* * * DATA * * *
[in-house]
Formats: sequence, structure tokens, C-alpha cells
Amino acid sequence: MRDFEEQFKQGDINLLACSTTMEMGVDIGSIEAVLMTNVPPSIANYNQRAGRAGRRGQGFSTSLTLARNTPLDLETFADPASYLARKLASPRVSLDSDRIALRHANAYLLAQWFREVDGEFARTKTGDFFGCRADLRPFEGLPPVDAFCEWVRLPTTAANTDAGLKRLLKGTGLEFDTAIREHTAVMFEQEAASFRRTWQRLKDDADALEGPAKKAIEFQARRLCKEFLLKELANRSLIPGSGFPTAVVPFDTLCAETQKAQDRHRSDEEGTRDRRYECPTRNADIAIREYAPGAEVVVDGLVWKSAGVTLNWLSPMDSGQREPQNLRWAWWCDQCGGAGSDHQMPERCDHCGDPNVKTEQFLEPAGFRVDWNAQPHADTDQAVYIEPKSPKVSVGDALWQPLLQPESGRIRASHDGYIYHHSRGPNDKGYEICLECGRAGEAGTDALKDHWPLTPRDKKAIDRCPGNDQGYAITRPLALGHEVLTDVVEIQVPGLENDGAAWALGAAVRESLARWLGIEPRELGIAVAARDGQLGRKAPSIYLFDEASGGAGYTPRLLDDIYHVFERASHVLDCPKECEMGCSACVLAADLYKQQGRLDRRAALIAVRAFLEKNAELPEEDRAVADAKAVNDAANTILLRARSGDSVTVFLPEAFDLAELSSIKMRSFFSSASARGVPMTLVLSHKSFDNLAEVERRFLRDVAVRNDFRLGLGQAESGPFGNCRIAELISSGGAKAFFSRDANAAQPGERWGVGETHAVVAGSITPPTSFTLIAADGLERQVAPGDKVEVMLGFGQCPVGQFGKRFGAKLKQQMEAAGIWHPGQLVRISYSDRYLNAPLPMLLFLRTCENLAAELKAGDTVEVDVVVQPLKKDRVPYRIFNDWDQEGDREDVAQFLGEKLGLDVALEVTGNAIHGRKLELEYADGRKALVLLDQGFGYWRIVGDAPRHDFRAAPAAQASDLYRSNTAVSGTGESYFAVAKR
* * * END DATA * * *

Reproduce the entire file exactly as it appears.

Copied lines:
[in-house]
Formats: sequence, structure tokens, C-alpha cells
Amino acid sequence: MRDFEEQFKQGDINLLACSTTMEMGVDIGSIEAVLMTNVPPSIANYNQRAGRAGRRGQGFSTSLTLARNTPLDLETFADPASYLARKLASPRVSLDSDRIALRHANAYLLAQWFREVDGEFARTKTGDFFGCRADLRPFEGLPPVDAFCEWVRLPTTAANTDAGLKRLLKGTGLEFDTAIREHTAVMFEQEAASFRRTWQRLKDDADALEGPAKKAIEFQARRLCKEFLLKELANRSLIPGSGFPTAVVPFDTLCAETQKAQDRHRSDEEGTRDRRYECPTRNADIAIREYAPGAEVVVDGLVWKSAGVTLNWLSPMDSGQREPQNLRWAWWCDQCGGAGSDHQMPERCDHCGDPNVKTEQFLEPAGFRVDWNAQPHADTDQAVYIEPKSPKVSVGDALWQPLLQPESGRIRASHDGYIYHHSRGPNDKGYEICLECGRAGEAGTDALKDHWPLTPRDKKAIDRCPGNDQGYAITRPLALGHEVLTDVVEIQVPGLENDGAAWALGAAVRESLARWLGIEPRELGIAVAARDGQLGRKAPSIYLFDEASGGAGYTPRLLDDIYHVFERASHVLDCPKECEMGCSACVLAADLYKQQGRLDRRAALIAVRAFLEKNAELPEEDRAVADAKAVNDAANTILLRARSGDSVTVFLPEAFDLAELSSIKMRSFFSSASARGVPMTLVLSHKSFDNLAEVERRFLRDVAVRNDFRLGLGQAESGPFGNCRIAELISSGGAKAFFSRDANAAQPGERWGVGETHAVVAGSITPPTSFTLIAADGLERQVAPGDKVEVMLGFGQCPVGQFGKRFGAKLKQQMEAAGIWHPGQLVRISYSDRYLNAPLPMLLFLRTCENLAAELKAGDTVEVDVVVQPLKKDRVPYRIFNDWDQEGDREDVAQFLGEKLGLDVALEVTGNAIHGRKLELEYADGRKALVLLDQGFGYWRIVGDAPRHDFRAAPAAQASDLYRSNTAVSGTGESYFAVAKR